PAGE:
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David Bowie is an English rock star known for dramatic musical transformations, including his character Ziggy Stardust. He was inducted into the Rock and Roll Hall of Fame in 1996.
David Bowie - Full Biography (45:20)
David Bowie - Berlin (2:36)
David Bowie shocked the world as the androgynous glam-rock icon Ziggy Stardust. The man who made make-up cool, he's best known for his hits "Under Pressure" and "Space Oddity."
Mick Rock talks about the photo of David Bowie that became legendary.
The Editor-in-Cheif of Blender Magazine talks about why Berlin was the perfect place for Bowie to perform.
Entertainment aficionados talk about Bowie's first film.
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In addition the album also featured two hits: "Hunky Dory," a tribute to Andy Warhol, the Velvet Underground and Bob Dylan; and "Changes," which came to embody Bowie himself.
As Bowie's celebrity profile increased, so did his desire to keep fans and critics guessing. He claimed he was gay and then introduced the pop world to Ziggy Stardust, Bowie's imagining of a doomed rock star, and his backing group, The Spiders from Mars.
His 1972 album, The Rise and Fall of Ziggy Stardust and the Spiders from Mars, made him a superstar. Dressed in wild costumes that spoke of some kind of wild future, Bowie, portraying Stardust himself, signaled a new age in rock music, one that seemed to officially announce the end of the 1960s and the Woodstock era.
But just as quickly as Bowie transformed himself into Stardust, he changed again. He leveraged his celebrity and produced albums for Lou Reed and Iggy Pop. In 1973, he disbanded the Spiders, shelved Stardust and announced he was through with live shows.
Around this time he showed his affection for his early days in the English mod scene and released Pin Ups, an album filled with cover songs originally recorded by a host of popular bands, including Pretty Things and Pink Floyd.
By the mid 1970s Bowie had undergone a full-scale makeover. Gone were the outrageous costumes and garish sets. In two short years he released the albums David Live (1974) and Young Americans (1975). The latter album featured backing vocals by a young Luther Vandross and included the song "Fame," co-written with John Lennon, which became Bowie’s first American number one single.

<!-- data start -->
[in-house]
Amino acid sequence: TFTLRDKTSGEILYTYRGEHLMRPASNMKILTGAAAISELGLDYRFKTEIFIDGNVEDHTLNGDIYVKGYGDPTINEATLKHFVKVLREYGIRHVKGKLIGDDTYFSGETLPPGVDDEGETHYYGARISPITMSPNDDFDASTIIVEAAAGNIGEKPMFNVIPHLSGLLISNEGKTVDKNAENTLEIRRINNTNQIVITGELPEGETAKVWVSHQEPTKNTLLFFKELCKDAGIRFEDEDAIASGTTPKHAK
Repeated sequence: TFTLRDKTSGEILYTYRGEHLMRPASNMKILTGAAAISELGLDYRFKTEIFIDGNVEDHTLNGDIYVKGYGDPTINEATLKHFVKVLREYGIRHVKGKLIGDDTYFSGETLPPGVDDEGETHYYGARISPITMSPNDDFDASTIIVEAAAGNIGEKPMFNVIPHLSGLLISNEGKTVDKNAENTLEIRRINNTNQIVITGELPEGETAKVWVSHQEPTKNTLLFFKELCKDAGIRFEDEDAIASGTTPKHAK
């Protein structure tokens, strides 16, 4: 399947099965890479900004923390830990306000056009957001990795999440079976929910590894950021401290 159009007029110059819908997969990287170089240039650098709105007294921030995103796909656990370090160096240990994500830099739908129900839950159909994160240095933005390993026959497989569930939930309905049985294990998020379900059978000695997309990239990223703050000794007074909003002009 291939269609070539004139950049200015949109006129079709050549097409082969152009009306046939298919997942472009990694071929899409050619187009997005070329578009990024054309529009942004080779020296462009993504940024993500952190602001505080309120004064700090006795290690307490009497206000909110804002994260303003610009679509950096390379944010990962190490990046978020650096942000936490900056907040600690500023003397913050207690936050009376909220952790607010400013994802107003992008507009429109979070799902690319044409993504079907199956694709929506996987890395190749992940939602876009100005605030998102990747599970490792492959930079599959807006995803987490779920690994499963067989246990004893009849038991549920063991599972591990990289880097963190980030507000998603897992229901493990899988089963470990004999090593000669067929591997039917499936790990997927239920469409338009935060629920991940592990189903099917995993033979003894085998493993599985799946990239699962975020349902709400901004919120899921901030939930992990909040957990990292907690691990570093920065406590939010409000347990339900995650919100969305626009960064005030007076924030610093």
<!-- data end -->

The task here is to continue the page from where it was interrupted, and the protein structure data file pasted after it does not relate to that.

In 1980 Bowie, now living in New York, released Scary Monsters, a much-lauded album that featured the single "Ashes to Ashes," a sort of updated version of his earlier "Space Oddity."
Three years later Bowie, with a new contract with RCA, recorded Let's Dance (1983), an album that contained a bevy of hits such as the title track, "Modern Love" and "China Girl," and featured the guitar work of Stevie Ray Vaughan.
Of course, Bowie's interests didn't just reside with music. His love of film helped land him the title role in The Man Who Fell to Earth (1976), and later The Elephant Man (1980).
Over the next decade, Bowie bounced back and forth between acting and music, with the latter especially suffering. Outside of a couple of modest hits, Bowie's musical career languished. The albums Tin Machine (1989) and Tin Machine II (1991) proved to be flops, while his much-hyped album Black Tie White Noise (1993), which Bowie described as a wedding gift to his new wife, supermodel Iman, also struggled to resonate with record buyers.
Oddly enough, the most popular Bowie creation of late has been Bowie Bonds, financial securities the artist himself backed with royalties from his pre-1990 work. Bowie issued the bonds in 1997 and earned $55 million from the sale. The rights to his back catalog were returned to him when the bonds matured in 2007.
In 2004 Bowie received a major health scare when he suffered a heart attack while onstage in Germany.
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